Darwin is vindicated in these remarks by the work of researchers Dan Nilsson and Susanne Pelger, who have published the results [in Proceedings of the Royal Society, B256:53, 1994] of their computer simulations in which they study the evolution of what begins as a light sensitive layer sandwiched between a transparent protective layer above and a pigmented layer below, a kind of primordial eye. Their program allows random variations in the local refractive index of the transparent layer and physical deformations of not more than 1% per iteration. The only other constraint was that the calculated visual acuity of the system must improve, simulating the selective pressure to see better.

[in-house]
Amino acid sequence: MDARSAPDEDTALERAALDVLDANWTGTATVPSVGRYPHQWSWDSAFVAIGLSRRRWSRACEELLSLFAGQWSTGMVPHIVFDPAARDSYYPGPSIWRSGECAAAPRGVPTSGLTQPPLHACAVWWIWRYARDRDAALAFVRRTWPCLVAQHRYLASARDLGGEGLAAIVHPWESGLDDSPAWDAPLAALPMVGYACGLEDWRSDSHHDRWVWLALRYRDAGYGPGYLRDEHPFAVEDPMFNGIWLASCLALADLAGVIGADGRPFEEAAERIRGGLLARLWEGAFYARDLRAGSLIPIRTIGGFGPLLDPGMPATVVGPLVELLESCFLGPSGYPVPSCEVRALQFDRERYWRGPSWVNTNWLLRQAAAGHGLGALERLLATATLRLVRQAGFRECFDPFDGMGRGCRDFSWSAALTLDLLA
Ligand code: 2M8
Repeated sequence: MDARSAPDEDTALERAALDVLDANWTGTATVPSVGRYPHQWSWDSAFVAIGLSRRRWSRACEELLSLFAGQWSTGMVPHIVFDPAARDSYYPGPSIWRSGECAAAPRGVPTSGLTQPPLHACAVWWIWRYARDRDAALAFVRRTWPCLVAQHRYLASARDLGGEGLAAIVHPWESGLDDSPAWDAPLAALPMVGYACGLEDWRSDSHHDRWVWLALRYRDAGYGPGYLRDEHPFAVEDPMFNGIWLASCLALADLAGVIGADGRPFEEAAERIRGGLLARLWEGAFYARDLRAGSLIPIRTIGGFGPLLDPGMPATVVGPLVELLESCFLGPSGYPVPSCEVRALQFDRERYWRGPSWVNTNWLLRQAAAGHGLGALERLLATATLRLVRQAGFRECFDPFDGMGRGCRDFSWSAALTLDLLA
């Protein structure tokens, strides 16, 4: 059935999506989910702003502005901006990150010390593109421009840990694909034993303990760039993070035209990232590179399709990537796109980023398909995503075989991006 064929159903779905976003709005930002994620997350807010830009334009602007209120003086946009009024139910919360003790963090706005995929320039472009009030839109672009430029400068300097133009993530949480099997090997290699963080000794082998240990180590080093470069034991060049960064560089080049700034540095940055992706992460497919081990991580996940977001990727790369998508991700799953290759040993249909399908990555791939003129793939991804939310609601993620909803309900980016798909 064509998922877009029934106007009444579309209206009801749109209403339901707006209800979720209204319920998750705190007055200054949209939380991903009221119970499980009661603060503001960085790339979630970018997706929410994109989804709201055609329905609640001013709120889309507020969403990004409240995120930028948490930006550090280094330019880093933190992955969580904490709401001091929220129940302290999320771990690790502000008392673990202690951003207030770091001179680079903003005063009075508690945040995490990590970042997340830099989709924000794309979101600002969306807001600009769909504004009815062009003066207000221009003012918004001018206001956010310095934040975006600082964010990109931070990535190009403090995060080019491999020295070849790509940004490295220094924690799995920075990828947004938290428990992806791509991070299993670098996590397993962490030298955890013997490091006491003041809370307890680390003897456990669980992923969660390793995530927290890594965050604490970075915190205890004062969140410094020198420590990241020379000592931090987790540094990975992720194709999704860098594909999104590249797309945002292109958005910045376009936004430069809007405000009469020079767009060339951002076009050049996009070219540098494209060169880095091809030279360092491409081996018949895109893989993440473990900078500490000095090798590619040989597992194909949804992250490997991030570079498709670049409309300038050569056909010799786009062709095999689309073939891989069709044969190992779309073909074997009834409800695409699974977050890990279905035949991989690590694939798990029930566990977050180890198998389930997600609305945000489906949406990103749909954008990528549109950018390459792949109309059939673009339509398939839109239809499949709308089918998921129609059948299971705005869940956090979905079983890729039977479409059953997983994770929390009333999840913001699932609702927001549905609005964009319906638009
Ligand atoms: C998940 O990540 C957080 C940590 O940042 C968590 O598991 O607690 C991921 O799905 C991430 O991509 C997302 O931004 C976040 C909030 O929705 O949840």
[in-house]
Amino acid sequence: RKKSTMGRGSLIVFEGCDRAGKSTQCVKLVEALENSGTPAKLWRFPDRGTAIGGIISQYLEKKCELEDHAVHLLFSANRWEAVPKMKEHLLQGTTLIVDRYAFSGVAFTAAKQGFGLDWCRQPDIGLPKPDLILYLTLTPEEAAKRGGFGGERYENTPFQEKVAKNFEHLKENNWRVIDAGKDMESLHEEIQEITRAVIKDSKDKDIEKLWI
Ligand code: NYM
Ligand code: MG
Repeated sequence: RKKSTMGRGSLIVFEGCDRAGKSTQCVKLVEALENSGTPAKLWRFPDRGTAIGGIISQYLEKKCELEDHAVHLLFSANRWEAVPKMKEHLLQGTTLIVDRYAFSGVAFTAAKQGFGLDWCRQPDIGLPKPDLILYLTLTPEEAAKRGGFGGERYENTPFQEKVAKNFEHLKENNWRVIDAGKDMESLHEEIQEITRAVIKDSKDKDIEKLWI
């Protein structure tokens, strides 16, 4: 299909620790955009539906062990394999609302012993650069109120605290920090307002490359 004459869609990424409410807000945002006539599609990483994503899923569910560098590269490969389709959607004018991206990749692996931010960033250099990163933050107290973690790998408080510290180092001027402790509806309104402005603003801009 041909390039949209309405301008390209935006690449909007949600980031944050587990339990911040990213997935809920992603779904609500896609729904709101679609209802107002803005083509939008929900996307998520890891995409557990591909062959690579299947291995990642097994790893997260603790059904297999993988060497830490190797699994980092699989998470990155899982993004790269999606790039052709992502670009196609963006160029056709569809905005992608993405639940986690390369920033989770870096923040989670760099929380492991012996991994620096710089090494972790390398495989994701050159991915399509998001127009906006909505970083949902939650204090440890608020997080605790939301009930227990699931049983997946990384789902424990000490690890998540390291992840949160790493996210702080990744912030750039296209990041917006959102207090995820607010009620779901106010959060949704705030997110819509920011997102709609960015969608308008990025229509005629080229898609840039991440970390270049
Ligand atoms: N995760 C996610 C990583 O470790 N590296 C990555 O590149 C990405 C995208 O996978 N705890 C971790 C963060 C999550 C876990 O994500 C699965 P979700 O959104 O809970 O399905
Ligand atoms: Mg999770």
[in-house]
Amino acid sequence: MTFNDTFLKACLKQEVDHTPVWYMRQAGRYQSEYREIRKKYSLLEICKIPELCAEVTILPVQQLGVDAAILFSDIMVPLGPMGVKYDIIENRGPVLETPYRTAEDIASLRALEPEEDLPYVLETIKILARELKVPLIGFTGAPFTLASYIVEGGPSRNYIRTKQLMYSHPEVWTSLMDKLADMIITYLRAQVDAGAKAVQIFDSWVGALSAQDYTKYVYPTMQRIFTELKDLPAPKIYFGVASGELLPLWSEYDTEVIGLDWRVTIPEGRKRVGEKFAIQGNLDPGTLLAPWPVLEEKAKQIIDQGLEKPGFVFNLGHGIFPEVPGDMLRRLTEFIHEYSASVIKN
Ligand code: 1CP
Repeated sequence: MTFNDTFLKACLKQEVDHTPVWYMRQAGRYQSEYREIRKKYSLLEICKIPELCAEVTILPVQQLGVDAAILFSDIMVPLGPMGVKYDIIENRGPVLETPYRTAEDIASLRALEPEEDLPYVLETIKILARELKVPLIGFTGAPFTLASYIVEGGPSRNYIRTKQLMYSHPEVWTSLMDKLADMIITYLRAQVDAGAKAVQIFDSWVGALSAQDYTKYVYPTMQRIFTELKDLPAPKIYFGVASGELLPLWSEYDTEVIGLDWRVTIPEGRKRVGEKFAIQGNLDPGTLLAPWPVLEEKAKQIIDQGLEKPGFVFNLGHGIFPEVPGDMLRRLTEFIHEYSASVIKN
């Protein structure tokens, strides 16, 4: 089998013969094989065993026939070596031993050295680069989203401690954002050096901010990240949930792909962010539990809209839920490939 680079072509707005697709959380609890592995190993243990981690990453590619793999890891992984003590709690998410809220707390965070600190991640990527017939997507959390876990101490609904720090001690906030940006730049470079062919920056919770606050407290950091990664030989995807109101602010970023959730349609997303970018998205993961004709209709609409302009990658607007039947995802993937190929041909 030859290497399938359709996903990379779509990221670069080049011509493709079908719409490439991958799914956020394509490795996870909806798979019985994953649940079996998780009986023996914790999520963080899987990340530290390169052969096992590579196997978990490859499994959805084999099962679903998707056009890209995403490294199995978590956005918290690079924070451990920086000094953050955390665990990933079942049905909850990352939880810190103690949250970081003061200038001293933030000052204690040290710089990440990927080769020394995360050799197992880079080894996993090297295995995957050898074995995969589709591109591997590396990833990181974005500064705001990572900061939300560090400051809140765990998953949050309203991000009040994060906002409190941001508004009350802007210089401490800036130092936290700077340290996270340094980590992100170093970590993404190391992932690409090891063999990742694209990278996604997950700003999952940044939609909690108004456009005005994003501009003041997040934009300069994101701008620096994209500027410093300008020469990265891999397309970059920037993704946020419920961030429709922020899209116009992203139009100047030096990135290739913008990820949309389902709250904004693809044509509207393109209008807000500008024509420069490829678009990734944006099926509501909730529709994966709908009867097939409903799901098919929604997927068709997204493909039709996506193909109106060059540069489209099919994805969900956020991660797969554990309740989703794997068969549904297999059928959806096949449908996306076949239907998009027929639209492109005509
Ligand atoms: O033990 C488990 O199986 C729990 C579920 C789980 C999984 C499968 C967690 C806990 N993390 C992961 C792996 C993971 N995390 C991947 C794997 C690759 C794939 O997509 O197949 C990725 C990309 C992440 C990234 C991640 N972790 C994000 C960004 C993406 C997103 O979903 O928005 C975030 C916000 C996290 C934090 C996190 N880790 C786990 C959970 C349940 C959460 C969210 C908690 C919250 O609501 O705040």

"The results were swift and decisive," observes Oxford zoologist Richard Dawkins, who reviewed the findings in Nature. [368:690, 1994] "A trajectory of steadilyimproving acuity led unhesitatingly from the flat beginning through a shallow cup to a steadily deepening cup. The transparent layer thickened to fill the cup and smoothly curved its outer surface. And then, almost like a conjuring trick, a portion of this transparent filling condensed into a local, spherical subregion of higher refractive index - not uniformly higher, but a gradient of refractive index such that the spherical region functioned as an excellent graded-index lens."